Unlike many other gallopers from that nation, she did most of her racing in New Zealand, at least most of her winning.
Like some others before her, 1956 winner Bendrum also claimed the VRC 1,000 Guineas.
Wiggle is the first we have encountered in some time on the list of Edward Manifold Stakes winners that did not fade out of sight after winning.
Wiggle lasted for 55 jumps, producing 21 wins.
Other wins by Wiggle were the Champagne Stakes, the Stradbroke Handicap and the Linlithgow Stakes. She was sent to the United States to do some racing there, where she won at least one major race and establishing some course records at Arlington Park and Del Mar.
Lady Sybil, the 1960 winner, was another New Zealand horse that did well in Australia, and then was exported to the U.S. She won the VRC Oaks, the VATC Caulfield Guineas, the Moonee Valley Stakes and the MRC Sandown Guineas.
Indian Summer from 1961 was another that won the 1,000 Guineas and she had two other wins in races that are now Group 1s, the VRC Oaks and the Adrian Knox Stakes.
We skipped a few winners in order to get to 1964, the year Light Fingers won the Edward Manifold Stakes. She was a good one for Bart Cummings that managed to win nine major races, including the 1965 Melbourne Cup.
Light Fingers was a 2017 inductee into the Australian Racing Hall of Fame and Randwick holds the Group 2 Light Fingers Stakes, run under the same conditions as the Manifold in her honour.
Further details about Light Fingers can be found here.
We have another champion waiting in the wings, but first, we mention 1965 winner Gipsy Queen. Like many before her, she also won the 1,000 Guineas. Another big win for her was the Victoria Oaks.
Next came Storm Queen in 1966.
Another Bart Cummings prepared winner from 1966 was Storm Queen. She had 13 wins and three placings from 20 jumps. She won eight major races that year, including the VRC Sires’ Produce Stakes, Golden Slipper Stakes and Champagne Stakes.
Nandalie Lass, the 1973 winner, won the VATC Memsie Stakes the following year.
Our winner from 1975, Better Vain had nine wins, including the SAJC Marlboro Plate, but we mention her mainly because she was by Vain, but definitely was not better.
Snowmist, the 1976 winner, was a Group 2 specialist it would seem. She won the Wakeful Stakes, the Frances Tressady Stakes and the Tranquil Star Stakes before eventually being exported to New Zealand.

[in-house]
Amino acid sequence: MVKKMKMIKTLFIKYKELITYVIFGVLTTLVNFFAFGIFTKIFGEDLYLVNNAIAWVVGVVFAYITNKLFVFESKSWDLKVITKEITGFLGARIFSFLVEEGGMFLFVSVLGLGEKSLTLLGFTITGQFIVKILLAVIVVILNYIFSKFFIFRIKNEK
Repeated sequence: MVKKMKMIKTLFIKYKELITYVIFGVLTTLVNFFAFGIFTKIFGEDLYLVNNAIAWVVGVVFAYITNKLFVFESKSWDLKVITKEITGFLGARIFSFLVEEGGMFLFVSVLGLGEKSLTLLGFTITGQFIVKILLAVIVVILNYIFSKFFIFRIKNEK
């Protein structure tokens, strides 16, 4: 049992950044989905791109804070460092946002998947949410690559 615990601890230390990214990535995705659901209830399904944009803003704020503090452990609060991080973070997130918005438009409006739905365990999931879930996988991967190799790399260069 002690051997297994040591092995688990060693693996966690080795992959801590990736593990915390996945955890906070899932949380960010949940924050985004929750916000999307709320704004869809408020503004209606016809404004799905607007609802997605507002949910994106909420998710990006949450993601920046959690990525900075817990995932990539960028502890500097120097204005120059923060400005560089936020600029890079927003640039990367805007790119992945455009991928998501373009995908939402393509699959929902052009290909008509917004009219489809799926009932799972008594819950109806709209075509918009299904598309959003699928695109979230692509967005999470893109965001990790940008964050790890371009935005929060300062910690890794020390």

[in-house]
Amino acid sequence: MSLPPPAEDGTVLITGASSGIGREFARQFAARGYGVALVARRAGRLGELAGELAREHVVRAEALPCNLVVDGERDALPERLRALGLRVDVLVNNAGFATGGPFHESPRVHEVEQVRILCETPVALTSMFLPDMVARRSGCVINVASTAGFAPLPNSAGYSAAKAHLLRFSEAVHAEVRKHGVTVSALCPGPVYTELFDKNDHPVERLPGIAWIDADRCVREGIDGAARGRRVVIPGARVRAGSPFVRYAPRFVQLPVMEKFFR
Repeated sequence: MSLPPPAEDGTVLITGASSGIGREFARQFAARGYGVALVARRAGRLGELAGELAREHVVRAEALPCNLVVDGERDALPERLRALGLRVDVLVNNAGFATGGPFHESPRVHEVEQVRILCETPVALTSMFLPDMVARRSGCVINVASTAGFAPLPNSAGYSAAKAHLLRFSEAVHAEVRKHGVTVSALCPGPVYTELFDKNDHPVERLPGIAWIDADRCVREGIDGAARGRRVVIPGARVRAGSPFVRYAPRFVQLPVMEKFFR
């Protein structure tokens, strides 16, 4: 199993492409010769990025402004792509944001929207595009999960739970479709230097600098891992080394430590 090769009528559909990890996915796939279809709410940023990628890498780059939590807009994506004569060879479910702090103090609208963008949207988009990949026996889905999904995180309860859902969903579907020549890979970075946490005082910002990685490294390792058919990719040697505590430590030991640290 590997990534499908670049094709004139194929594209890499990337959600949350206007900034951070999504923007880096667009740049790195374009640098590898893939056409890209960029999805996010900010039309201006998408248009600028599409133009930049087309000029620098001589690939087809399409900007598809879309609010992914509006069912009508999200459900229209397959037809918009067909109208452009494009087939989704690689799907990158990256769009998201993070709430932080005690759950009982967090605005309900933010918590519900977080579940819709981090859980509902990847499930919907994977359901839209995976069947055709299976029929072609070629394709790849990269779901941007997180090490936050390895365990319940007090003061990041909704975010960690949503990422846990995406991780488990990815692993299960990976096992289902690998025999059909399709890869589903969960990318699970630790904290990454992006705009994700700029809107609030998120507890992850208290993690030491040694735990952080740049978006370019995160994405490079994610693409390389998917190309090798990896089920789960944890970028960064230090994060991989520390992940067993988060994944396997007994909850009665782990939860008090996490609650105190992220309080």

We have another Edward Manifold/1,000 Guineas winner in Princess Talaria from 1978.
Stage Hit won in 1979 as the first winner that could claim to have won a Group 2 race. She would win more than a few and she was the co-Champion 2YO filly.
A legendary name appears for the 1982 Edward Manifold Stakes win.
She was Emancipation.
She won 19 with one second placing and was the Australian Champion Racehorse of the Year for 1984. He Manifold win came in 182, the same year she won the Tea Rose Stakes and the Carbine Club Stakes. She won eight major races in 1983 and four in 1984. Big wins by Emancipation included the Doncaster Handicap and the All Aged Stakes. She won six Group 1 races in Sydney, where the Group 2 Emancipation Stakes is run in her honour at Rosehill.
A more thorough examination of this great horse can be found at the below link.
Taj Eclipse, the 1983 winner, was another that would also win the VRC Oaks. She made only five starts, winning three and running second in two.
Spirit Of Kingston was the 1984 winner and Victorian Racehorse of the Year for the 1984/85 season. She was well traveled, going to both New Zealand and the U.S. She was by Bletchingly out of Kingston Rose, with Biscay for her grandsire and Star Kingdom for her great grandsire. She was no Kingston Town, but that is hardly reason to disregard her.
Due to space constraints, we are jumping ahead to 2004, where we encounter the last truly significant Edward Manifold Stakes winner.
It was Alinghi.
She won four Group 1 races and earned over $4.1 million. She made just 18 jumps for 11 wins and five placings. Her big win was the Newmarket Handicap, where she was one of the few fillies to do so, in 2005 and that season saw her named the Australian Champion Three Year Old Filly.
Since 2004, the winners of the Edward Manifold Stakes have been good-not-great horses.
Majestic Music from 2009 did okay in terms of prizemoney, over $850,000, but she never won above Group 2.
We encounter another Manifold/1,000 Guineas winner in 2018’s Amphitrite. The 1,000 Guineas was her only Group 1 win and after winning the Group 3 Vanity Stakes from Verry Elleegant in 2019, she never won again.
She can be seen winning the Edward Manifold Stakes at the link below.
The 2020 winner, Thermosphere, is now retired after 15 starts for three wins and three placings.
The winners of the Edward Manifold Stakes seem to fall into two distinct categories.
On the one hand, there are the good horses that won the race but did not seem to rise to consistent Group 1 prowess.
On the other hand are some of the all-time greats, such as Tranquil Star, Light Fingers, Storm Queen, Emancipation and Alinghi.
It might be a bit unfair to say that the others were not good gallopers, but many of them had short careers and were thought to be more valuable as breeders.
Winning a Principal race or a Group 2 race, as the Edward Manifold Stakes is now classified, is not so easy.
A race for three-year-old fillies will always have multiple slots on the Australian Thoroughbred racing calendar and the meeting at Flemington at which the race is run has two gender-restricted races for filly fans.
|Year||Edward Manifold Stakes Winners|
|2017||Bring Me Roses|
|2006||She Will Be Loved|
|1997||Rose Of Danehill|
|1994||Love Of Mary|
|1984||Spirit Of Kingston|
|1981||Darling Take Care|